Another crossover star is equally fascinating. In farm stores in rural communities across America there is a need for a livestock product that can treat horses and cattle that suffer from damage caused by thorns, thickets and rusted barbed wire fencing. The leading product in this space is an ointment called Corona.

A number of years ago I first heard from the mother of newborn baby about Corona. She raved about the creams ability to eliminate her little one’s severe diaper rash. She had tried everything, even doctor prescribed treatments to no avail. Another mom told her to drive 60 miles to the nearest Southern States store and buy a tube of Corona. She did. She was wowed and returned within a week to buy out the stores stock.

I decided to check it out for myself. I visited a Southern States store and asked the clerk how Corona Ointment was selling? He stopped and replied that until a couple years ago it sold only to farmers. But then they began to notice mothers of babies with license plates from distant counties buying multiple tubes of the product. The store was often out of stock on what had been a steady, but unspectacular selling niche product.

We use EZ-Off Oven Cleaner to remove mold from our log home. It works great. It works much better than the much more expensive mold treatment products that the DIY stores stock and advertise.

There are many other examples of products or ingredients that jump categories and enjoy cult status. You probably utilize one or more in your home, work or garden.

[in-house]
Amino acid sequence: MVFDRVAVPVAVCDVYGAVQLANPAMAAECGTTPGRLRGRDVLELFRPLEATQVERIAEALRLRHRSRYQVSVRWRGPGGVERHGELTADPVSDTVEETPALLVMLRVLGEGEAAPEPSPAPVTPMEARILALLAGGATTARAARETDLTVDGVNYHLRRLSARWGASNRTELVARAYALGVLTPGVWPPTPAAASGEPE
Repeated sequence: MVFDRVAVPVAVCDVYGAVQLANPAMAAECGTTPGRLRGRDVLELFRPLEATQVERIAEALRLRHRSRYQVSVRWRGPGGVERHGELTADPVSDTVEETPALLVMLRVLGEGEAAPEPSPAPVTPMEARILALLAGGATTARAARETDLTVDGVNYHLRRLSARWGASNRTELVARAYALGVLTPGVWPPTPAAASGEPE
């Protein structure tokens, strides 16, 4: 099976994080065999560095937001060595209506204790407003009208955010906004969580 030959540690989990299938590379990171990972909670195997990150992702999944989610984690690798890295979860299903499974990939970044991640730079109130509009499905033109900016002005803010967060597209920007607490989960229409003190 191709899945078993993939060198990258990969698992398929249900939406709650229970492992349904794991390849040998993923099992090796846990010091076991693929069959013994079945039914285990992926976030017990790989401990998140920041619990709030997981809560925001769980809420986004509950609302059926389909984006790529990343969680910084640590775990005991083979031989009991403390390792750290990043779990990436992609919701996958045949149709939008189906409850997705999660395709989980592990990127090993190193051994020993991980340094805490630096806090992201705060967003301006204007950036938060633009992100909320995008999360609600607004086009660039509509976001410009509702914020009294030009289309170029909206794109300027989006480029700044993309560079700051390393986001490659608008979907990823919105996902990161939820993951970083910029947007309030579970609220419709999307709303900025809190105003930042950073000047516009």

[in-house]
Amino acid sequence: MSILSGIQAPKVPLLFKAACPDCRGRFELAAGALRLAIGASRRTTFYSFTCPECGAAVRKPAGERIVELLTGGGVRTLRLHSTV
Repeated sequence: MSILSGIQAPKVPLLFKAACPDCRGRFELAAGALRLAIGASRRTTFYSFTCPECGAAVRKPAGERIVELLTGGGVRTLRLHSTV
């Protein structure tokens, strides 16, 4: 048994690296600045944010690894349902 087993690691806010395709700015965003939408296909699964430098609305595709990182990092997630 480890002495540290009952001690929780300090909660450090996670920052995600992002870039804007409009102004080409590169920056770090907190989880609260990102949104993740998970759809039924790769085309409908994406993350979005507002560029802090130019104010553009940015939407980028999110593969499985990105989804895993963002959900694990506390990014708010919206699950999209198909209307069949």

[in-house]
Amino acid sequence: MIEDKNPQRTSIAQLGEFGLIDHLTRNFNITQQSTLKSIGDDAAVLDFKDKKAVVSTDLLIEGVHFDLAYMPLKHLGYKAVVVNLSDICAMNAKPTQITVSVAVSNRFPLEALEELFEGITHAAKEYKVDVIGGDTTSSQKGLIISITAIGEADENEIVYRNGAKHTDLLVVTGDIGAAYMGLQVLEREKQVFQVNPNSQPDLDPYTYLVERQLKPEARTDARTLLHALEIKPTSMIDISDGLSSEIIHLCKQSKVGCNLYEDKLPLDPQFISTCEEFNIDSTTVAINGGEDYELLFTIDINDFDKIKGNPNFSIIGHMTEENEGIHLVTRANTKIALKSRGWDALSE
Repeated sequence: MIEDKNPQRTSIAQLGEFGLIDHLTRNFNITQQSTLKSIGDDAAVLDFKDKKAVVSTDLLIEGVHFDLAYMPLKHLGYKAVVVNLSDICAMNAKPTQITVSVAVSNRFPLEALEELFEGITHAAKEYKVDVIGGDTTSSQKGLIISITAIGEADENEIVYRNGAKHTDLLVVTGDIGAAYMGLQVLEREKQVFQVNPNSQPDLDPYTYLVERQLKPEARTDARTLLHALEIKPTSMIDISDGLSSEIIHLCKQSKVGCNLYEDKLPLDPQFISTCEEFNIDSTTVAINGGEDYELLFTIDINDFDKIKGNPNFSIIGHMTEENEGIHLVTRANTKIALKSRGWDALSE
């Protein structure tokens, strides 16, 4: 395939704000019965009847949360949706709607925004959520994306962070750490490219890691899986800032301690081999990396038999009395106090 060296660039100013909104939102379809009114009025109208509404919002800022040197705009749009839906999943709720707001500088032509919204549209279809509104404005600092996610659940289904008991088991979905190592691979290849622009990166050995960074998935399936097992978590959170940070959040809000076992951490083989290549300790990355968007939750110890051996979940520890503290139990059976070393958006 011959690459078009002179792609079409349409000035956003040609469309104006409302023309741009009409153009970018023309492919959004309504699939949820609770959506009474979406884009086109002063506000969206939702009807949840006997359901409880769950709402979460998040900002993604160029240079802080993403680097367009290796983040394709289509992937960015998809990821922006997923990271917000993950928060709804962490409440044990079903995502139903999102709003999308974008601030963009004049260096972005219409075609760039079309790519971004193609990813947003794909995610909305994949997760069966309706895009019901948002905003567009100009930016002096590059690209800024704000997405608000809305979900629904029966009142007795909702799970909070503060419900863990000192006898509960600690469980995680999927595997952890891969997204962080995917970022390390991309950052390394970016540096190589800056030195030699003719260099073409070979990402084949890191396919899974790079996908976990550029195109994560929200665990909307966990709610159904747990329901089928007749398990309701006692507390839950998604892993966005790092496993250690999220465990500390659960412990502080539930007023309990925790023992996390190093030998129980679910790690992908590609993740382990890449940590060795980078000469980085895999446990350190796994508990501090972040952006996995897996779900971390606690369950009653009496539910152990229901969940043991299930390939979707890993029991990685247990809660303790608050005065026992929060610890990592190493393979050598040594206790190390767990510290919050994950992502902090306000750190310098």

Entrepreneurs Should Realize There Are Absolutes in Life Other Than Death and Taxes

Wednesday, August 21st, 2013

by: Geoff Ficke

The great Founding Father, Diplomat, Scientist, Inventor and Writer Ben Franklin once so presciently said, “In this world nothing can be said to be certain beside death and taxes”. This most famous bromide has been restated endlessly in every possible venue since the great man first uttered the phrase. It is an absolute of the human condition that is so obvious as to seem almost trite.

I used to utilize the quote myself. As my life, experiences and career has entered their fourth quarter, however, I have expanded on the phrase and the paramount certitude of death and taxes in our lives. Several additional phrases that I have regularly encountered have brought me to doubt their veracity and the trustworthiness of those utilizing the lugubrious language contained therein.

The first is “I am an honest man”. Whenever I hear those five words I put my hand on my wallet. An honest person would never have to state these words in order to confirm their honesty.